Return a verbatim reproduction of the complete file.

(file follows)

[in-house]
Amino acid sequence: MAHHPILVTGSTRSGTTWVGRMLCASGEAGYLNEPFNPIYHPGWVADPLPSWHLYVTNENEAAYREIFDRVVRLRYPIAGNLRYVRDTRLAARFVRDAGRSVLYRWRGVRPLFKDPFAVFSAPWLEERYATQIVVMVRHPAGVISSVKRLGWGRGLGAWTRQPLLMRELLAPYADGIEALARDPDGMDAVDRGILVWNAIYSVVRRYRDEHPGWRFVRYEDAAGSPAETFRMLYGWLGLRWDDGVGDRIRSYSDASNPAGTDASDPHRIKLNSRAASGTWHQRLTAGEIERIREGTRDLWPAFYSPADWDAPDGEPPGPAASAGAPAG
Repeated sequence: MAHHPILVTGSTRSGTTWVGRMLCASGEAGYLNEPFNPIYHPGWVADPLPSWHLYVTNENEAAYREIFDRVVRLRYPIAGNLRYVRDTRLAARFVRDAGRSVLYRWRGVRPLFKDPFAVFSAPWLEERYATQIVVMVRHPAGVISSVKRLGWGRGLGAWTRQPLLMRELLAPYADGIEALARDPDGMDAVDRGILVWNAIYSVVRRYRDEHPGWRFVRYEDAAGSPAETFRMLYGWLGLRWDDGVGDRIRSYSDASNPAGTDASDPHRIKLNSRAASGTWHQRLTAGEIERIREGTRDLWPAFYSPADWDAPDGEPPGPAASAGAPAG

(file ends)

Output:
[in-house]
Amino acid sequence: MAHHPILVTGSTRSGTTWVGRMLCASGEAGYLNEPFNPIYHPGWVADPLPSWHLYVTNENEAAYREIFDRVVRLRYPIAGNLRYVRDTRLAARFVRDAGRSVLYRWRGVRPLFKDPFAVFSAPWLEERYATQIVVMVRHPAGVISSVKRLGWGRGLGAWTRQPLLMRELLAPYADGIEALARDPDGMDAVDRGILVWNAIYSVVRRYRDEHPGWRFVRYEDAAGSPAETFRMLYGWLGLRWDDGVGDRIRSYSDASNPAGTDASDPHRIKLNSRAASGTWHQRLTAGEIERIREGTRDLWPAFYSPADWDAPDGEPPGPAASAGAPAG
Repeated sequence: MAHHPILVTGSTRSGTTWVGRMLCASGEAGYLNEPFNPIYHPGWVADPLPSWHLYVTNENEAAYREIFDRVVRLRYPIAGNLRYVRDTRLAARFVRDAGRSVLYRWRGVRPLFKDPFAVFSAPWLEERYATQIVVMVRHPAGVISSVKRLGWGRGLGAWTRQPLLMRELLAPYADGIEALARDPDGMDAVDRGILVWNAIYSVVRRYRDEHPGWRFVRYEDAAGSPAETFRMLYGWLGLRWDDGVGDRIRSYSDASNPAGTDASDPHRIKLNSRAASGTWHQRLTAGEIERIREGTRDLWPAFYSPADWDAPDGEPPGPAASAGAPAG